how I "intercepted" his interactions with the seller. (And eBay limits
me to 5 messages per day, probably to avoid spammers). Indeed, there
are websites complaining about this situation and petitioning eBay to
do something about this ... but, so far, eBay won't.

So, Kyle, if you're saying that some searching is enough to uncover such
scams, then I have to agree with you. But I've bought around 20 items in
the past and I would carefully read the eBay feedback of previous buyer
... and had yet to ever been burned until now. So if you're saying that
it should be obvious (right from the start) that one _must_ do such
searches, then I cannot agree with you. This process has been a deep
learning experience.

And for the record, I did get my money back. Here are the last emails
from the scammer in which he/she is _still_ lying to me:

   Dear Sir/Madam,
   Thank you for your reply.
   If you need full refund you should send the item back,
   If it is inconvenience for you to send back.
   Could you accept partail refund?
   I am waiting for your reply.
   Sorry for all trouble.

After this, I went straight to a PayPal dispute with this terse

   12/11/2008 10:01 PST - Buyer: This is a fake USB flash drive. The
   eBay auction page says 16GB but this item only has a 2GB capacity. The
   firmware on the device has been hacked to report 16GB when it is
   plugged into a USB port. Files are corrupted when I load more that
   2GB. I have reformated and verified file corruption on two different
   computers. As instructed by the webpage below, I used software to
   verify that this flash drive only has a 2GB capacity. Also, I have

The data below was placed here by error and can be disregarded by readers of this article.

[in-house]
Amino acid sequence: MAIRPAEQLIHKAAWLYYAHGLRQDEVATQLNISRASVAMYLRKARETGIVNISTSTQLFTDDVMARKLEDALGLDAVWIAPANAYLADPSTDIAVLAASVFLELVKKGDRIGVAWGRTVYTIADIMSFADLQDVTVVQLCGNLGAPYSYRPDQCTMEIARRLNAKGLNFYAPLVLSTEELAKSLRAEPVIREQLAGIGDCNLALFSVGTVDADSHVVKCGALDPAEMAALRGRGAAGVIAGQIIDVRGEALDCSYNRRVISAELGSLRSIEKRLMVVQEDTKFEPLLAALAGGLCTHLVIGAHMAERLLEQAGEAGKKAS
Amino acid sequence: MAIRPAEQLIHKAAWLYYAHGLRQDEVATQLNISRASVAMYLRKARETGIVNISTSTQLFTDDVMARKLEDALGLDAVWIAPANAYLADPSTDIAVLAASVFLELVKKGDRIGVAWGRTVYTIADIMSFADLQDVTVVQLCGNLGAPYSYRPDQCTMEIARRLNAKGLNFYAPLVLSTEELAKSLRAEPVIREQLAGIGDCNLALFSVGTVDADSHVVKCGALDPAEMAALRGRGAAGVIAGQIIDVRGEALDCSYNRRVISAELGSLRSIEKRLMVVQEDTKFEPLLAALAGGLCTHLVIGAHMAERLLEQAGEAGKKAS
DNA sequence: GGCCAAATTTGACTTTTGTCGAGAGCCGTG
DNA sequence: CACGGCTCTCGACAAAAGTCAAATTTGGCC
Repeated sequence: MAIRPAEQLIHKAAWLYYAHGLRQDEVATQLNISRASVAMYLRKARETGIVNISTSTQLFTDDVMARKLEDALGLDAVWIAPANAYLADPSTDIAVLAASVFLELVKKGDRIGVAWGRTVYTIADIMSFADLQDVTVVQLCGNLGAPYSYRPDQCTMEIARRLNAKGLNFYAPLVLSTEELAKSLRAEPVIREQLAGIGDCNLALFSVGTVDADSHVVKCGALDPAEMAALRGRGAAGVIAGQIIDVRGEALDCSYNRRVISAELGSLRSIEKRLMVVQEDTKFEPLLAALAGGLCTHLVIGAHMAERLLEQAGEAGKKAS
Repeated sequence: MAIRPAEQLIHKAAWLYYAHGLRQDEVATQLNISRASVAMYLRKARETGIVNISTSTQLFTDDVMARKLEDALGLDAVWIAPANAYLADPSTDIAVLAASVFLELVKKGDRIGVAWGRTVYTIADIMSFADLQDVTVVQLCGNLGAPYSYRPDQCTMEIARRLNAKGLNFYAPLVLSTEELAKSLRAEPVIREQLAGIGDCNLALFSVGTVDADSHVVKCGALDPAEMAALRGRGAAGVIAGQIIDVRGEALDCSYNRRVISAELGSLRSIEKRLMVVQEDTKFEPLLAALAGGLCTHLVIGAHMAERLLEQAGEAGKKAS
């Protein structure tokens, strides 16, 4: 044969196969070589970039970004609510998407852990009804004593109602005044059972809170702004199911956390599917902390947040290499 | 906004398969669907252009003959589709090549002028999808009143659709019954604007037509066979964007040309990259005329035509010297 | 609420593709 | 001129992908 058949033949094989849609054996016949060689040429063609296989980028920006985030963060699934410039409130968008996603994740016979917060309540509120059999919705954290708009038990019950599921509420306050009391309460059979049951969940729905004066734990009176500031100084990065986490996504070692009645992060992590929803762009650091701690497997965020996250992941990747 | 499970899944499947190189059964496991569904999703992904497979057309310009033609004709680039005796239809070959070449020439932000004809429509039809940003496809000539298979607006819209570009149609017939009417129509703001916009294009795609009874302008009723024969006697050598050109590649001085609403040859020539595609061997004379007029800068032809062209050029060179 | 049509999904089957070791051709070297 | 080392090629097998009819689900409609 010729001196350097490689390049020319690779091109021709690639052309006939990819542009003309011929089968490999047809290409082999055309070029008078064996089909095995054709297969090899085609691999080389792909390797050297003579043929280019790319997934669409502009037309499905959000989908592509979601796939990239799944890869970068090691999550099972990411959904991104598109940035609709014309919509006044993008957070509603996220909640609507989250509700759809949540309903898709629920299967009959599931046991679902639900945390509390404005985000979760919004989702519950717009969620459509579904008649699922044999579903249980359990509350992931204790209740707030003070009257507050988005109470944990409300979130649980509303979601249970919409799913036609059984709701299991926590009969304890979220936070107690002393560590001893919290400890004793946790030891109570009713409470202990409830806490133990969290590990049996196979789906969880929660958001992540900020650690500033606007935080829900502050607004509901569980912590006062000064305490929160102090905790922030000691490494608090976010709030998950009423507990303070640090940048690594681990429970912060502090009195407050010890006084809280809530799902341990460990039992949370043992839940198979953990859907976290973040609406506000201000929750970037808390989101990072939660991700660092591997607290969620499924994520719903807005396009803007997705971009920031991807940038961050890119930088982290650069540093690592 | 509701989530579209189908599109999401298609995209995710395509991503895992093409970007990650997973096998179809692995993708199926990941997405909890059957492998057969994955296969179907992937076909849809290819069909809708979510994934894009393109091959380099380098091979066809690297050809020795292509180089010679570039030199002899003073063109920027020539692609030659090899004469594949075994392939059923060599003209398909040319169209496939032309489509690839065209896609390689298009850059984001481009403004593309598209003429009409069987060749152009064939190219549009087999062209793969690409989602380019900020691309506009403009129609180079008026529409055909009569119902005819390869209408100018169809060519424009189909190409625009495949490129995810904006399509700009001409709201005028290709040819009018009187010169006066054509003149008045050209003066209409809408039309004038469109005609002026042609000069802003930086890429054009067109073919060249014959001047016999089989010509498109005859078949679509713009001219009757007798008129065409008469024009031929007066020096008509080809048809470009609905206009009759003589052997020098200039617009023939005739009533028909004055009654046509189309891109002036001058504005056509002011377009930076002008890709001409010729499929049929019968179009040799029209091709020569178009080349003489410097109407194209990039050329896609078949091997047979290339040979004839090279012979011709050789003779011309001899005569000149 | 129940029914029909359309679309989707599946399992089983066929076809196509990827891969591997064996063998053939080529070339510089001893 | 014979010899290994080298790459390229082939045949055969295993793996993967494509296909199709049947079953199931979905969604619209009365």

physically inspected the unit and it has the Samsung K9GAG08U0M chip
   ... which has a 2GB capacity and not the 16GB that I bid for on
   eBay. My situation is identical to the situation described here:

Soon afterward, I left my negative feedback so as to warn others. And,
still, I get more manipulation:

   Dear Sir/Madam,
   Sorry to receive your negative feedback.
   I am regret to make you unhappy.
   If you don't send the item back.
   We can't get compensation from the supplier.
   In order to save trouble.could you accept refund and help us to remove the
   negative feedback.
   Sorry for that.
   Hope your kind understanding on this issue.
   I am waiting for your reply.

Then, even as the seller is _forced_ to give me back _my_ money,
it's twisted to sound like a generous present to me:

   From: "service at intl.paypal.com" <service at intl.paypal.com>
   Subject: Your PayPal payment has been refunded
   Date: Fri, 12 Dec 2008 23:53:13 -0800
   Dear Rick ...,
   leung kung chiu (kungfuchiu at gmail.com) has issued
   a full refund for your payment. 
   Message from merchant: Dear Sir/Madam,
   Sorry to trouble you.
   Christmas day will come.
   In order to save trouble between us ,I will refund to you firstly.
   Thank you for your help.

At a few points during this incident, I reread the eBay item page
... specifically on the "return policy" of "faulty" devices.  That page
is _so_ twisted/designed to trip people up. The few people who even
bother to test the device will assume that it is faulty. Then, most
likely, they will skip doing a return because the low cost doesn't make
the shipping fee worth while. Finally, those who do send it back will
have to assume that it is lost in the mail. To mail the USB flash drive
costs $3.75 at Canada Post ... but to have a registered letter costs
around $15. Without registering, the item can be "lost" en route ... and
I have no evidence that says otherwise when filing with PayPal.

There are so many layers to this incident. There is having enough
luck/suspicion to even test a device. Then, there is having enough
technical savvy to grasp ideas like "hacked firmware". Then, there is
dealing with a practiced liar through email. Then, there is simply
having experience with slick out-and-out con-artists. Finally, there
is the barriers put up between buyers ... who can't communicate when
a problem is found with a device.

Indeed, one must ascend through several paradigm levels to know what
types of items can be faked, to know how to search for faked item, and
to even know that the eBay feedback system can be "gamed". Then, if
the item is bought, to know to test the item and to discount the crooked
"return policy" and to avoid the "Jedi mind tricks" as this practiced
liar still tries to confuse.

As a sheer learning experience, I have experienced concentrated
lessons in chicanery ... lessons that years of ordinary experience
would not give me. In a sense, I owe kungfuchiuchiu at least $2000
for teaching me these skills.